cout << "declared is: ";
    oneClock.printTime();
    cout << endl;

    cout << "The default twoClock time with two parameters ";
    cout << "declared is: ";
    twoClock.printTime();
    cout << endl;

    cout << "\nEnter hours, minutes, and ";
    cout << "seconds in the format (h m s): ";
    cin >> hours >> minutes >> seconds;
    cout << endl;
    yourClock.setTime(hours, minutes, seconds); 

    if (myClock.equalTime(yourClock))
    {
        cout << "Time in objects myClock and yourClock is equal ";
        cout << "by using equalTime function.";
    }
    else
        {
        cout << "Time in objects myClock and yourClock is not equal ";
        cout << "by using equalTime function.";
        }

    if (myClock != yourClock)
    {
        cout << "\nTime in objects myClock and yourClock is not equal ";
        cout << "by using != overloaded operator.";
    }
    else
    {
        cout << "\nTime in objects myClock and yourClock is equal ";
        cout << "by using != overloaded operator.";
    }

    if (myClock == yourClock)
    {
        cout << "\nTime in objects myClock and yourClock is equal ";
        cout << "by using == overloaded operator.";
    }
    else
    {
        cout << "\nTime in objects myClock and yourClock is not equal ";
        cout << "by using == overloaded operator.";
    }

    if (myClock > yourClock)
    {
        cout << "\nTime in object myClock is greater than time in object";
        cout << " yourClock by using > overloaded operator.";
    }
    else
    {
        cout << "\nTime in object myClock is not greater than time in";
        cout << " object yourClock by using > overloaded operator.";
    }

    if (myClock < yourClock)
    {
        cout << "\nTime in object myClock is less than time in object";
        cout << " yourClock by using < overloaded operator.";
    }
    else
    {
        cout << "\nTime in object myClock is not less than time in";
        cout << " object yourClock by using < overloaded operator.";
    }

    cout<<"\n\nTime in myClock is: ";
    myClock.printTime();
    cout<<"\nThe user updated yourClock time is: ";
    yourClock.printTime();

    equalClock = yourClock;
    cout << "\nTime in equalClock after using = overloaded operator: ";
    equalClock.printTime();

    equalClock.incrementSeconds();
    cout << "\nTime in equalClock after incrementing seconds: ";
    equalClock.printTime();
    equalClock.incrementMinutes();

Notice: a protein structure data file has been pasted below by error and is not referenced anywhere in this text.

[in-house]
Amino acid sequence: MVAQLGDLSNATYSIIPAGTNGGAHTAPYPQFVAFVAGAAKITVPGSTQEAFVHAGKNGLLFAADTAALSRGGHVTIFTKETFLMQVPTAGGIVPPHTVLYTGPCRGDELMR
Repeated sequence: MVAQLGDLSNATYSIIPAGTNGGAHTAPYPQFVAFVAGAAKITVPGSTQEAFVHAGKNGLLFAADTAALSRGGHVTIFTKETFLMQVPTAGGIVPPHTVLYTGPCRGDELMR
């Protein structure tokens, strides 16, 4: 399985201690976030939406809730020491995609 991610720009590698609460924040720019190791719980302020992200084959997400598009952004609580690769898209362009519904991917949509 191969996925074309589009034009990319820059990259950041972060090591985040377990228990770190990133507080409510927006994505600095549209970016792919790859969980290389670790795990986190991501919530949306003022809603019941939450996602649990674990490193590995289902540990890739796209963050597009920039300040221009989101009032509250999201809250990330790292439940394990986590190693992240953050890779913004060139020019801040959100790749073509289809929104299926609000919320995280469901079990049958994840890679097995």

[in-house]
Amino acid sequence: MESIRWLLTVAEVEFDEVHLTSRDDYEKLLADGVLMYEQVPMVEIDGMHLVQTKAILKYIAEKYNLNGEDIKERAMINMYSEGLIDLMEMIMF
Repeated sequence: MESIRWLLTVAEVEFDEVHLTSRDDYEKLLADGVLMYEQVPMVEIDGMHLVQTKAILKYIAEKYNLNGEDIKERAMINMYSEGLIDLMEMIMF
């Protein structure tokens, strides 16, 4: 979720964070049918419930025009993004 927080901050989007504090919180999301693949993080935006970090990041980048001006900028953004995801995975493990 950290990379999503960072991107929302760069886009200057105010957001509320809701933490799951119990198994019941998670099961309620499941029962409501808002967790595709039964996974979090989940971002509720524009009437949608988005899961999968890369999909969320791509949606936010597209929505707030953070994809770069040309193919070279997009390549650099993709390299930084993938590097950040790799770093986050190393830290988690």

cout << "\nTime in equalClock after incrementing minutes: ";
    equalClock.printTime();
    equalClock.incrementHours();
    cout << "\nTime in equalClock after incrementing hours: ";
    equalClock.printTime();

    cout << endl << endl;
    cout << "Press any key and press enter to terminate the program: ";
    char c;
    cin >> c;
    return 0;
}


Errors I get when debugging/building main.cpp, which, incidentally, creates main.o and clockTypeImp.o:
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||=== Build: Debug in Test (compiler: GNU GCC Compiler) ===|
obj\Debug\main.o||In function `main':|
|7|multiple definition of `hours'|
|17|first defined here|
|7|multiple definition of `minutes'|
|17|first defined here|
|7|multiple definition of `seconds'|
|17|first defined here|
||error: ld returned 1 exit status|
||=== Build failed: 7 error(s), 0 warning(s) (0 minute(s), 0 second(s)) ===|
Don't create variables:
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int hours;
int minutes;
int seconds;


in the header file. The header file is included in more than one *.cpp file, so both those *.cpp files are trying to create global values:
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int hours;
int minutes;
int seconds;


So you're trying to create the exact same variables, with the exact same names, at global level, more than once. This is bad.

If you need variables to exist, create them in main. That's where you're creating all your other variables.
Last edited on
Looks like a name clash with the local variables with the same name in clockTypeImp.cpp
Remove lines 31-33 in your header file and declare them local in main.
Hello,
How are you compiling (most importantly, linking) the project? Your implementation file's object code (.o) has to be linked with your test file's source (.o) AND you have to include the header file (the header file tells the compiler that such a function or variable exists, and to go look for it's implementation during linking. The implementation file contains the actual implementation). Your test file won't magically be aware of your implementation file unless you provide the file. On g++, you can link two (or more) objects by passing the object files (instead of source) to g++. Object files are generated passing the -c switch to g++.
Hope that helped,
ndrewxie (or ndrewffght, I don't really remember)
Last edited on
Thank you for all the replies. The issue was precisely those three variables. However, besides removing them from the header and adding them locally to main.cpp, I also had to declare them in clockTypeImp.cpp in order for the program to run because I kept getting an error about the getTime function requesting them, but the debugger told me that the variables had not been declared in that scope.